Sunday, January 31, 2016

Reds, Rainy Days, and Ethics

The Dawn of a New Day

The pitter-pat of rain on the window announces the inevitable boredom of being stuck inside on a rainy day. I wait all week to go outside on the weekends, only to awake to wet patios, mushy pastures, and damp prospects for having fun. No walks with my dog Anna; no donkey rides with Jake or Beauty; no playing pickleball with my daughter Micaela. Bummer.

I guess the rain outside gives me reason to update my blog about New Zealand Red rabbits. It has been an interesting last couple of months with the rabbits. We now have two healthy litters: one with three brokens and one with one broken and three reds. Two years ago I remember my doe Jasmine had eleven kits in one litter; I had to redistribute the babies to other does. My litter sizes have declined for reasons I do not know. I let the buck breed the doe twice; I bring the doe back to the buck’s cage about four hours latter and let them breed twice again. I read where too much line breeding can negatively impact litter size; however, my current litters of three and four were produced by recently purchased bucks that aren’t even related to my does. If anyone who breeds reds has any ideas on increasing litter size, please send me a comment or an email.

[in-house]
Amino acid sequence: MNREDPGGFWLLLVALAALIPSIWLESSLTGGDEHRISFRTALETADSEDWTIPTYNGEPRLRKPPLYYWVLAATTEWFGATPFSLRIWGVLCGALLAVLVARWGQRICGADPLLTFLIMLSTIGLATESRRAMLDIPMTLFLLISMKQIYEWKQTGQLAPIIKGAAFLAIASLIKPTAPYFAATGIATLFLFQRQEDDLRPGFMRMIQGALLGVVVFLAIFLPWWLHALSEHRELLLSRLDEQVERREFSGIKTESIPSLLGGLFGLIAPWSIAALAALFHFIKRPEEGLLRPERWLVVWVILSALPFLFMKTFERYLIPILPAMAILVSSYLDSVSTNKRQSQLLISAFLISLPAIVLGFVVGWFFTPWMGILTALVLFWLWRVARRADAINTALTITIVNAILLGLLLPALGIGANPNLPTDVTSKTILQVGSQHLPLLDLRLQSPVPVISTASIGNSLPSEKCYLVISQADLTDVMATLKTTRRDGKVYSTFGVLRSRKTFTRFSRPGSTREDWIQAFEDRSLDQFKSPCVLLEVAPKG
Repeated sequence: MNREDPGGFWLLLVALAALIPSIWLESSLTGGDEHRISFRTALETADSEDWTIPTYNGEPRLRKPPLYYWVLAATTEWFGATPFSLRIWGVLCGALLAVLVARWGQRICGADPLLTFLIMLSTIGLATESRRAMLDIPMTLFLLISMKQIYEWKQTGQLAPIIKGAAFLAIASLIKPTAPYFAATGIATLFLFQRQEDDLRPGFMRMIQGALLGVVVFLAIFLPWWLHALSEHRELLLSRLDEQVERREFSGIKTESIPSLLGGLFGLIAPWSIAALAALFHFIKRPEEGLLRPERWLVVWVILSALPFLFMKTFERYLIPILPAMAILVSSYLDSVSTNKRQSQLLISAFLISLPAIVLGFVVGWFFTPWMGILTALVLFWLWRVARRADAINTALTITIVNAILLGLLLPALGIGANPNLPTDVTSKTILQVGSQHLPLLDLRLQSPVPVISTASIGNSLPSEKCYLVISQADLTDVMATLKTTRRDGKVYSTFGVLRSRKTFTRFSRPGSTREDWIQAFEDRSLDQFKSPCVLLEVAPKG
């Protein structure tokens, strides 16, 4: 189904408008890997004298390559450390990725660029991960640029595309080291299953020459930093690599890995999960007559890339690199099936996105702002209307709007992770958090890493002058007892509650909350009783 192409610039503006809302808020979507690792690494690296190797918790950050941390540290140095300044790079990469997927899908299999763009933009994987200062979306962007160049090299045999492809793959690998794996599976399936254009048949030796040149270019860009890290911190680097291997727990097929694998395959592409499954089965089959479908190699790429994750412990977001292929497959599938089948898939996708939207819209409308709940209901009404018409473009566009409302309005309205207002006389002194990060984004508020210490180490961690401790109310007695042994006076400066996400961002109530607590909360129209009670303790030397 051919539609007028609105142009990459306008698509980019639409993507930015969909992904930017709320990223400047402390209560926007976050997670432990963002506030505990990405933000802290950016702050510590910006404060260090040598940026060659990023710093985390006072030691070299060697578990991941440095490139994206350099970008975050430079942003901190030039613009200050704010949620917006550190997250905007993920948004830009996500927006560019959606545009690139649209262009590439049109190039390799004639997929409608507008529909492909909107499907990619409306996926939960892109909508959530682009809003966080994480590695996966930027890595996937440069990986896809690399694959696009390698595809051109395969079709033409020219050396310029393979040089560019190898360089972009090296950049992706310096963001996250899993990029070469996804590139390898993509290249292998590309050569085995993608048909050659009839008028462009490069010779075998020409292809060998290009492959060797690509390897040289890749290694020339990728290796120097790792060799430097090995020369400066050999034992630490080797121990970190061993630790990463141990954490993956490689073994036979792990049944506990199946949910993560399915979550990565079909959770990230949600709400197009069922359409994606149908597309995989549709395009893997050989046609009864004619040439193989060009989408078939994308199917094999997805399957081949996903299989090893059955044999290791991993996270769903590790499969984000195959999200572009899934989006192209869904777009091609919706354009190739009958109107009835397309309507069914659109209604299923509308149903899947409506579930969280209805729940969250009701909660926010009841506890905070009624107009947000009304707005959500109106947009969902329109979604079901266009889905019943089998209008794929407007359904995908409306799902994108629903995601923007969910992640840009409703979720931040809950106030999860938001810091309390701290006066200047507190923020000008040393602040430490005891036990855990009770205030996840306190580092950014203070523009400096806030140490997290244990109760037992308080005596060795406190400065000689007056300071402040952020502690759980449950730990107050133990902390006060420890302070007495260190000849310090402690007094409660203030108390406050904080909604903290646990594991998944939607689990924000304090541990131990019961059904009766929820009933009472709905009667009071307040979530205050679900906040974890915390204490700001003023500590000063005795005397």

As a hobby farmer, I have often thought about the ethics of breeding animals. When I bred Mini Lops in college, I didn’t eat the culls, but did sell them to a meat processing plant in El Monte; I needed a way to ethically get rid of culls because I had flooded my neighborhood with free pet quality rabbits.

While walking the isles at the Kern County Rabbit Breeders show, I noticed white boards announcing rabbits for sale --all breeds. I thought to myself, could all those rabbits from one breeder be show and breeder quality. I struggle with ethics when a customer inquires about purchasing a breeding trio from me. At what age can I really project the adult quality of a young rabbit? At what age can my eyesight accurately sex the kits? If the rabbit is show or breeder quality, why am I willing to sell it? These are questions I need to address to derive a viable and ethical sales policy for